leftover rice

Making a pot of rice is always done with leftovers that will be the serving size for a future meal. Fried rice is one of the hall-of-fame no-recipe recipes, with over a thousand diverse offshoots and modifications. Thinking outside the fried rice canon, on the other hand, is where things get even more interesting.

Crispy rice salad transforms rice grains into a toasted textural salad garnish to contrast with whatever else is in the salad bowl, such as a jammy soft-boiled egg or crisp radish slivers. There is no single way to generate golden clusters of crispy grains, so you can either dry them before frying them in oil to enhance their texture or simply cook everything together like a pancake.

Garlic rice, which is essentially fried rice, is an easy way to revitalize day-old grains and a Filipino breakfast staple. However, you can take it a step further by spooning and pressing some warm allium flavor into your mould to give your Spam musubi an extra punch of flavor.

Aside from the golden promise of shimmering oil and a skillet, reheating leftover rice in a soup is a low-effort, high-reward undertaking. Ochazuke is a simple way to make a quick-simmered soup topped with a variety of salty, crunchy, and herbaceous toppings that can imitate the warmth of chicken soup or congee.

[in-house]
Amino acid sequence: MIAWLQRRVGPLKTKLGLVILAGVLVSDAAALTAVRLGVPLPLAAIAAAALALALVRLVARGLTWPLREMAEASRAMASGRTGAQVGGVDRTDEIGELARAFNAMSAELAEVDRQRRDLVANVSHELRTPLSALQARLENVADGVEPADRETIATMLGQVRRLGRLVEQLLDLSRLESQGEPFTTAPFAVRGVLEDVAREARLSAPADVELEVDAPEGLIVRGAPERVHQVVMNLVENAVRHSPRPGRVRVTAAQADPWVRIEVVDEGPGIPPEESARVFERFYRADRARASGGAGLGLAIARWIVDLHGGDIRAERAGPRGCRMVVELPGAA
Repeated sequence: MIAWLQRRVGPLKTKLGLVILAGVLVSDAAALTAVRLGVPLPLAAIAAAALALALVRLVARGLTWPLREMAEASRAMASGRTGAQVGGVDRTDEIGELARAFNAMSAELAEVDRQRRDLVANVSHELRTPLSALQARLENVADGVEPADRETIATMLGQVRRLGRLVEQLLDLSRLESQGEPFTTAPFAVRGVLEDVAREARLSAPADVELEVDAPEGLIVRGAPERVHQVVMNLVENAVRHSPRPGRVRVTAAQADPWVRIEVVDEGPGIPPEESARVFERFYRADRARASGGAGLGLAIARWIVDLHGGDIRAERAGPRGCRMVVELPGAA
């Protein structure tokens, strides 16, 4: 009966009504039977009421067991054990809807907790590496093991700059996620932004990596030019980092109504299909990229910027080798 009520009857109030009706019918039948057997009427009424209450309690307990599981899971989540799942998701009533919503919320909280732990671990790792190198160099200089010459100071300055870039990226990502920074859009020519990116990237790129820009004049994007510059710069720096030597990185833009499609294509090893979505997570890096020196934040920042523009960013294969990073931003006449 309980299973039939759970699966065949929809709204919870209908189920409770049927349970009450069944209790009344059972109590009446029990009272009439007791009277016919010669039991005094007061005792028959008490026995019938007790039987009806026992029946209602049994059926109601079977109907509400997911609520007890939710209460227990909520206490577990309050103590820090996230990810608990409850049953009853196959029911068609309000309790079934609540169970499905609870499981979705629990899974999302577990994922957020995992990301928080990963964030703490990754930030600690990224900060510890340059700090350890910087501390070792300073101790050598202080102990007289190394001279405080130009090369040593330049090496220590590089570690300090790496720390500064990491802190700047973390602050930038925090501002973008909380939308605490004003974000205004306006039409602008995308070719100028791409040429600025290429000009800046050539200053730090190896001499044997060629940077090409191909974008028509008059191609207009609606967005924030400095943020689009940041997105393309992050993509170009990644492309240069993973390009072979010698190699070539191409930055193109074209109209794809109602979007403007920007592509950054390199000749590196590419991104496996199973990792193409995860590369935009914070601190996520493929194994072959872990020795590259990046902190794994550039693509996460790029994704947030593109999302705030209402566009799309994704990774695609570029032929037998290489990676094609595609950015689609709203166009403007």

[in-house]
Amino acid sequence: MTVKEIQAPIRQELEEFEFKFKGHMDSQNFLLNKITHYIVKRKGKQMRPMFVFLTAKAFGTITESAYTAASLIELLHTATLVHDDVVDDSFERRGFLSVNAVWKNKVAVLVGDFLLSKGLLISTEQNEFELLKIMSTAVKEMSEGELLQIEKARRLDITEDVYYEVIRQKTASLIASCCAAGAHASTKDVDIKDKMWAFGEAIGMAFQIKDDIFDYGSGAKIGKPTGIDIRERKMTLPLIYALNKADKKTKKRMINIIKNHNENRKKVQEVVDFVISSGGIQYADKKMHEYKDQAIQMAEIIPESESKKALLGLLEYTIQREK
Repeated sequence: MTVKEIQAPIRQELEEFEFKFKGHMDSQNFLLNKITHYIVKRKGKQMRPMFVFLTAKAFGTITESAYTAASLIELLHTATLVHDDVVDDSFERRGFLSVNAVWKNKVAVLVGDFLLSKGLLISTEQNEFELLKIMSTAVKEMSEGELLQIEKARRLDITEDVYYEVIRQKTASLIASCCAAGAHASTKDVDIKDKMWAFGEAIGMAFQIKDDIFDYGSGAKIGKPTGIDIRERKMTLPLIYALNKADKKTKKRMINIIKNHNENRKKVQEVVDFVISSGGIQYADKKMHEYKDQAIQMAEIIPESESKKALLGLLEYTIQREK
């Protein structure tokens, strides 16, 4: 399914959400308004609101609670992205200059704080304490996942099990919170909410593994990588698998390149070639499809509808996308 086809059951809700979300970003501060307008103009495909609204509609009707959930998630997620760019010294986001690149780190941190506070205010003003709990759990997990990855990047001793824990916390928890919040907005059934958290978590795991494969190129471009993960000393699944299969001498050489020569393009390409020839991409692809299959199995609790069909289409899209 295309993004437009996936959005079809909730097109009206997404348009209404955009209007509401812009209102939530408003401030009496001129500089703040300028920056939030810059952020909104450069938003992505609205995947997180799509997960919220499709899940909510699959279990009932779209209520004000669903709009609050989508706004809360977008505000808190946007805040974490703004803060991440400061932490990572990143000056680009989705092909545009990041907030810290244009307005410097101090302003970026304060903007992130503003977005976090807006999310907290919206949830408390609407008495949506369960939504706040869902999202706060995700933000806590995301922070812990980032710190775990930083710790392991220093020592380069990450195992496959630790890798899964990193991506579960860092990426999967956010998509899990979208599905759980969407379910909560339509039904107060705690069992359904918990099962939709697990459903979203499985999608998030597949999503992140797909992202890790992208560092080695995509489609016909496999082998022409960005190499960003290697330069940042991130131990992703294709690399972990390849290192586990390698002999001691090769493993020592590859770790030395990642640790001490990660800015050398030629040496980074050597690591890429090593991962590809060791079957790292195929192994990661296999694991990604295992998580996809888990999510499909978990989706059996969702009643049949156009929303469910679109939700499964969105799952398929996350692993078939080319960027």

While most rice pudding recipes call for uncooked rice, leftover grains can absorb enough cream for a delicate, custardy bite—and can even cut the cooking time in half. And, because there’s no danger of eating undercooked rice here, you can taste as you go until everything is just right.

Even if they aren’t listed as an ingredient, a handful of day-old grains can provide a more firm structure to almost any fritter made using eggs, bread crumbs, or starchy flours. Similarly, when inserted into a frittata, you’ll get silken baked eggs as well as a bronzed and crispy rice layer.


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